Empathy for Family MembersFriday, March 20, 2009 12:18
From the Front Lines
By Barbara Ficarra, RN, BSN, MPA
As nurses we tend to focus on treating a patient’s illness and still show compassion.
As a nurse I try to feel the surroundings. I try to sense not only what a patient is going through, but what the family goes through. And yes, I need to avoid being so intertwined with a patient that it becomes emotionally overwhelming.
The key is to separate the two so the boiling of emotional turmoil doesn’t wreak havoc on your life. It’s not easy, but it is possible.
Not long ago I was paged by a nurse from the surgical intensive care unit. He wanted me to come to the unit. He said the daughter of a patient was out of control–not physically, but she was insistent and demanded to know what exactly was going to be done for her father. She was loud, angry and rude to the staff.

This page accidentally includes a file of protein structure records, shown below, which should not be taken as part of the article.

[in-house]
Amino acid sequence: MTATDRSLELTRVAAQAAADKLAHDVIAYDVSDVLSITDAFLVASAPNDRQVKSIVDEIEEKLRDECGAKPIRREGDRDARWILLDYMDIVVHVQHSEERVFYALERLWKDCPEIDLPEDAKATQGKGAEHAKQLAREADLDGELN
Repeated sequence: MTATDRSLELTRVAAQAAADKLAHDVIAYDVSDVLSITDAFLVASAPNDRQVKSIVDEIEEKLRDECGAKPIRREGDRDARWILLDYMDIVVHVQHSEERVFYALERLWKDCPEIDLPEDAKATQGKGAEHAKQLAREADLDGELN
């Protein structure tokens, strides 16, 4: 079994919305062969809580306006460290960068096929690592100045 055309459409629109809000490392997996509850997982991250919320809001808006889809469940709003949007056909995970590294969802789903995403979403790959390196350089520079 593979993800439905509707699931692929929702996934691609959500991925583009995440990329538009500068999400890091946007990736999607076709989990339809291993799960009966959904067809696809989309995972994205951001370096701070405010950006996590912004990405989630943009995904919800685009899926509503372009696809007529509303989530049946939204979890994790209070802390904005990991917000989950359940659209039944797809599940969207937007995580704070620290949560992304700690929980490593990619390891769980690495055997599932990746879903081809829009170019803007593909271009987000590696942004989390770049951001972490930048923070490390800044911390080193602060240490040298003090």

I got to the unit straight away.
I introduced myself the family members–the daughter and her mother, the patient’s wife. The mother, an elderly woman, sat in a wheel chair.
I asked if I could speak with them away from other patients and they agreed. We went into one of the offices nearby.
Before the daughter could say a word, I sensed her agony. It had been a long wait in the ER and she and her mother have been dealing with an ill father and husband for quite some time. As I looked into the daughter’s eye I couldn’t help but feel for her.
I know what it’s like being a family member in a hospital. I remember when my loved one was ill. The waiting and the not-knowing is emotionally draining. A minute waiting can feel like hours. The pain seems to eat you up.
I sat a long time with the daughter and her mother; I just listened. There was a daughter and a mother who were falling apart inside and feeling grief.
The daughter explained that after months of her father being in and out of hospitals, he had finally been getting better until he fell at home, and then it was back to the ER.
And now the family was back in the hospital and in their agony again.
While the daughter was being a patient advocate, her pain and grief led her to speak to the staff in a hostile manner they were not prepared for.
After talking with the daughter and mother and offering anything I could do for them to help, they didn’t want anything. They didn’t want anything to drink or eat.
They simply wanted someone to listen, to feel their pain.